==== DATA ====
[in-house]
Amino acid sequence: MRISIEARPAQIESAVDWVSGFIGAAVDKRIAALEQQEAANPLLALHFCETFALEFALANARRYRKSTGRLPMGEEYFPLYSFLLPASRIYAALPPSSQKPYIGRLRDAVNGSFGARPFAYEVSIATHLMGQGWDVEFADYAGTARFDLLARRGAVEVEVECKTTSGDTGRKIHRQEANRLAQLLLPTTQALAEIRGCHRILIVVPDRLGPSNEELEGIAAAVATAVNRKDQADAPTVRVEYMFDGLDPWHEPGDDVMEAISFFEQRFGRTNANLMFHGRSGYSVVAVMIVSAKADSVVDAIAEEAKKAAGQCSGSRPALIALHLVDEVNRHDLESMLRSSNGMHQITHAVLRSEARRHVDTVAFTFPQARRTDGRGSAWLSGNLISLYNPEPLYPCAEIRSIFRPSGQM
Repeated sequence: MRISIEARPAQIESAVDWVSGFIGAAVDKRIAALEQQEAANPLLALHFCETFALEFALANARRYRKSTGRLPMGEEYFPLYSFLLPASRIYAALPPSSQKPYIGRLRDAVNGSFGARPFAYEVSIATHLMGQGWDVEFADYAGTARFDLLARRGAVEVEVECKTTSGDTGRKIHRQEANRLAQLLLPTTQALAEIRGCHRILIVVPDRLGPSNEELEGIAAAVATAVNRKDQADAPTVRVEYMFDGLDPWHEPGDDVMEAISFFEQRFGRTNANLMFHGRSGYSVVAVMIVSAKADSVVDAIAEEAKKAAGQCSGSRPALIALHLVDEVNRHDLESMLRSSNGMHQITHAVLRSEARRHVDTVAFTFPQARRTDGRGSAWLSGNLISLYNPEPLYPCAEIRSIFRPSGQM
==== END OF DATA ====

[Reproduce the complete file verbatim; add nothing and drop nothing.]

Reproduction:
[in-house]
Amino acid sequence: MRISIEARPAQIESAVDWVSGFIGAAVDKRIAALEQQEAANPLLALHFCETFALEFALANARRYRKSTGRLPMGEEYFPLYSFLLPASRIYAALPPSSQKPYIGRLRDAVNGSFGARPFAYEVSIATHLMGQGWDVEFADYAGTARFDLLARRGAVEVEVECKTTSGDTGRKIHRQEANRLAQLLLPTTQALAEIRGCHRILIVVPDRLGPSNEELEGIAAAVATAVNRKDQADAPTVRVEYMFDGLDPWHEPGDDVMEAISFFEQRFGRTNANLMFHGRSGYSVVAVMIVSAKADSVVDAIAEEAKKAAGQCSGSRPALIALHLVDEVNRHDLESMLRSSNGMHQITHAVLRSEARRHVDTVAFTFPQARRTDGRGSAWLSGNLISLYNPEPLYPCAEIRSIFRPSGQM
Repeated sequence: MRISIEARPAQIESAVDWVSGFIGAAVDKRIAALEQQEAANPLLALHFCETFALEFALANARRYRKSTGRLPMGEEYFPLYSFLLPASRIYAALPPSSQKPYIGRLRDAVNGSFGARPFAYEVSIATHLMGQGWDVEFADYAGTARFDLLARRGAVEVEVECKTTSGDTGRKIHRQEANRLAQLLLPTTQALAEIRGCHRILIVVPDRLGPSNEELEGIAAAVATAVNRKDQADAPTVRVEYMFDGLDPWHEPGDDVMEAISFFEQRFGRTNANLMFHGRSGYSVVAVMIVSAKADSVVDAIAEEAKKAAGQCSGSRPALIALHLVDEVNRHDLESMLRSSNGMHQITHAVLRSEARRHVDTVAFTFPQARRTDGRGSAWLSGNLISLYNPEPLYPCAEIRSIFRPSGQM